What the latest WMSC decisions mean for rallying

We break down all the major changes agreed at the December 2021 World Motor Sport Council meeting


Sometimes the FIA’s quarterly World Motor Sport Council meetings drop bombshells on us. Sudden regulation changes usually require all hands on deck and a race to get the shock news out to you, the readers.

Wednesday was not one of those nights. So we’re taking a different approach.

There are subtle tweaks and a few confirmations. There are also some minor additions to the regulations which are surprisingly meaningful, even if they don’t look like it on the surface.

Here’s the breakdown:

Strap fines have been tightened up


Several crews clocked fines at the Monte Carlo Rally for having their helmet straps undone, much to the bemusement of the accused.

It’s not something that’s done on purpose by the crews and both Carlos del Barrio and Martin Wydaeghe didn’t even think their straps were undone at all – if they were, there was no indication that their helmets were loose.

Ott Tänak was miffed to be given a suspended ban for driving on a wheel rim when not having a helmet fastened was only a few hundred euros fine in punishment. “A human life is worth €400, comparing to what we have done,” was his riposte.

But now the crews have a “strong incentive” to stop and fix loose straps, according to the FIA’s latest WMSC bulletin. Article 53.1, the rule responsible for policing helmet strap breaches, is being modified to allow crews to stop, fix their helmet straps and then continue on their way without penalty in 2022.


Whether it makes any meaningful difference remains to be seen. Factory drivers would probably rather push on and pick up a fine than stop and lose 10 or 20 seconds. And while we’re waiting for the exact wording of Article 53.1 to be unveiled, it’s hard to see what incentive would make them change their approach.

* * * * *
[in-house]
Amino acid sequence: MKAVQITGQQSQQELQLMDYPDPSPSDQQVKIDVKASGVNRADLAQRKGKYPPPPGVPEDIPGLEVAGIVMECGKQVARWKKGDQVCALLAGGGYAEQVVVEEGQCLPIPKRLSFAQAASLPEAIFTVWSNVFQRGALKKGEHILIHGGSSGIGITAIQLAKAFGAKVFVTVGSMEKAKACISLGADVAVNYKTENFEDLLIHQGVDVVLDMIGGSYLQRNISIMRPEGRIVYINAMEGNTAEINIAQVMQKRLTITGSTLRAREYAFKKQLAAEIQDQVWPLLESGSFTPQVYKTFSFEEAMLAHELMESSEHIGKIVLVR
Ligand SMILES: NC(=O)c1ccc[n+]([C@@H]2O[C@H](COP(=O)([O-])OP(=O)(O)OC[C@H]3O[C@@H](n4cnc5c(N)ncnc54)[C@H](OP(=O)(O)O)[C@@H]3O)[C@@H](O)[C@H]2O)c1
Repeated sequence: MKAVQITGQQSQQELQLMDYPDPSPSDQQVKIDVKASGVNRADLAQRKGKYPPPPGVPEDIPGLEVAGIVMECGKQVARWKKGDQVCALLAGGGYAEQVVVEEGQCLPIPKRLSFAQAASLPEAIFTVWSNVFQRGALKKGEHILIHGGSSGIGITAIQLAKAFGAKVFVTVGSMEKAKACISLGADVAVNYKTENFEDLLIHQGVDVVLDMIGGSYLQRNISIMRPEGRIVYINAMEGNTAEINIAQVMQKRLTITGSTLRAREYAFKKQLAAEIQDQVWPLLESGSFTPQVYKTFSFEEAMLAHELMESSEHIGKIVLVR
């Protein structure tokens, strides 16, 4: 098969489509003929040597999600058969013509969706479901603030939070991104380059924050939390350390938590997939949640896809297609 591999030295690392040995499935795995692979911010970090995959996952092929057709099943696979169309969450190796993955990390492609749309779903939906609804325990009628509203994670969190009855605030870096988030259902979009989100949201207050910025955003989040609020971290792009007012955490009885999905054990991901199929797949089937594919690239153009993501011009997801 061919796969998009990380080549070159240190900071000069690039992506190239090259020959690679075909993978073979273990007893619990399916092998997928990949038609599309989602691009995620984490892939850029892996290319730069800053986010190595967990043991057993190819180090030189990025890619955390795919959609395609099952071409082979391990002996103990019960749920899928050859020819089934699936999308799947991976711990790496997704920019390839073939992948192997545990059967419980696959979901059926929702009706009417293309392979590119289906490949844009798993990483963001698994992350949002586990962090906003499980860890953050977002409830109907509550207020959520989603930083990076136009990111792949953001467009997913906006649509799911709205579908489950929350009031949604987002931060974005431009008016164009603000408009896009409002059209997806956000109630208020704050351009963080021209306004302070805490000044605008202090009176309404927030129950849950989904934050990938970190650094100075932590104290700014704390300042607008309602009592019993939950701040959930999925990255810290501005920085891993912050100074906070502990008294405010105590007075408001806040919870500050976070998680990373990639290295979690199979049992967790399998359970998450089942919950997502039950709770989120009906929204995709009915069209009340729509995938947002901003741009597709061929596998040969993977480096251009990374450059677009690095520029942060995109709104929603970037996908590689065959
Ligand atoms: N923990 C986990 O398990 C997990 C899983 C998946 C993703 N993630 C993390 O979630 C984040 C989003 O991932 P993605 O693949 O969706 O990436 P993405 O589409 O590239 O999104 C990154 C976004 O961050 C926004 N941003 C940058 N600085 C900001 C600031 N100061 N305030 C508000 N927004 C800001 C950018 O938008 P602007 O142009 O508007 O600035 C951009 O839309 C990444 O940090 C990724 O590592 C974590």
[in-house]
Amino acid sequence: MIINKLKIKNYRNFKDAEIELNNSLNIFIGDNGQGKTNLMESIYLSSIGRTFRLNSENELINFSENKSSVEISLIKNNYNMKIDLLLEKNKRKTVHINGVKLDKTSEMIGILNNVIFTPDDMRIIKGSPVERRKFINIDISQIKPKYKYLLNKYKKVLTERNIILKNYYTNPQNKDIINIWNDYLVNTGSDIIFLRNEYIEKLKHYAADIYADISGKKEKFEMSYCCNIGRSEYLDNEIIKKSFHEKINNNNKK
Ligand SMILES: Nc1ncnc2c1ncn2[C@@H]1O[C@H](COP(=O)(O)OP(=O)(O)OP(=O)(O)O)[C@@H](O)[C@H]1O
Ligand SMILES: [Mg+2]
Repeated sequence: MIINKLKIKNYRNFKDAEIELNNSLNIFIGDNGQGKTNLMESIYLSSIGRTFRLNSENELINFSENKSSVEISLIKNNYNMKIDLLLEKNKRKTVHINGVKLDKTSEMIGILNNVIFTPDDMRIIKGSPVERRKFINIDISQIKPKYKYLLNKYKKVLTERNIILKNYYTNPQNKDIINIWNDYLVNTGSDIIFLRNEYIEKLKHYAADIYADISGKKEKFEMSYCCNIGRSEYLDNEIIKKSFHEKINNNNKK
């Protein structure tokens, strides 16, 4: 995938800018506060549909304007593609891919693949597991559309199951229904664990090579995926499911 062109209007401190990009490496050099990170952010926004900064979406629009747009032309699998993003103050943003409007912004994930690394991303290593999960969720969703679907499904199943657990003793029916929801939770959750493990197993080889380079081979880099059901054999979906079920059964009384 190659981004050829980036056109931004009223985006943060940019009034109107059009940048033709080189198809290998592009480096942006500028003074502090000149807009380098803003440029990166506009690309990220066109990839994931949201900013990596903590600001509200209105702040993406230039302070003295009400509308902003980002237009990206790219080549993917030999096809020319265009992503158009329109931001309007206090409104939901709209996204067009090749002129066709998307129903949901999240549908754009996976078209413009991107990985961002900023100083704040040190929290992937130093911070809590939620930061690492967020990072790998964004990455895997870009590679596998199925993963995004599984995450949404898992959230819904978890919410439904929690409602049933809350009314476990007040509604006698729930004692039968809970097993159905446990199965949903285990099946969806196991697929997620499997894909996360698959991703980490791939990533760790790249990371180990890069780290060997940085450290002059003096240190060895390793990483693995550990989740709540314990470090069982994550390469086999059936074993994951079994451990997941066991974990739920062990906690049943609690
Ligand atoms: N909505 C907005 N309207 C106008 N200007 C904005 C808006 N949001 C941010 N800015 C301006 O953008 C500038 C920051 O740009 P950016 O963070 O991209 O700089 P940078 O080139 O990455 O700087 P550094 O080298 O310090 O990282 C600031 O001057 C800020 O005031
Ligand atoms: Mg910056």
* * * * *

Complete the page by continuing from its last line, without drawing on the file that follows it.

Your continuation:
Lindholm loophole shut – but only partially?

Faced with being told to sit at home due to a limit on the number of WRC3 entries a driver is allowed to make each year, Emil Lindholm concocted a clever workaround. He rocked up to his eighth event of the year as a priority driver but, on his official entry paperwork, he wasn’t driving. His co-driver Reeta Hämäläinen was.

In practice that’s not what happened, of course. Lindholm piloted the Toksport-run Škoda Fabia Rally2 evo to class victory in Spain but with Hämäläinen registered as the driver, she scored the points.

And Lindholm wasn’t the only one. Stéphane Lefebvre was effectively banned from WRC3 courtesy of his stint as a manufacturer-nominated driver for Citroën in 2017, breaching a rule that didn’t allow those who’ve been factory runners in the top division for five years to enter the third-tier category. He pulled the same stunt with Gilles De Turckheim to enter Rally Monza in a privateer C3 Rally2.

There will be no more of that in 2022. Whoever is nominated as the driver on a rally’s entry form is now required to drive every special stage to be eligible for points, though with a continued exception for situations like Chris Patterson deputizing for Petter Solberg during the final stage of Rally Sweden in 2011.

Emil Lindholm

Interestingly, though, the wording focuses on removing points eligibility. Not stopping competitors from registering as priority crews, which was the motivation behind Lindholm’s call as it afforded him a better road position.

So perhaps we won’t have seen the last of this trick after all – merely the end of co-drivers scoring points in the drivers’ championship. A comb through the 2022 sporting regulations will be needed once they’re published to know for sure.

Reliability rules locked in

We already knew restrictions on engine and hybrid unit consumption were coming but the WMSC bulletin was a stark reminder that reliability woes will be heavily punished in 2022.


Manufacturers may now only use two engines per car during the course of the season, down from three. There’s a more generous allowance for the hybrid units which are yet to be used competitively, with the manufacturer points-nominated cars limited to a pool of nine units over the season.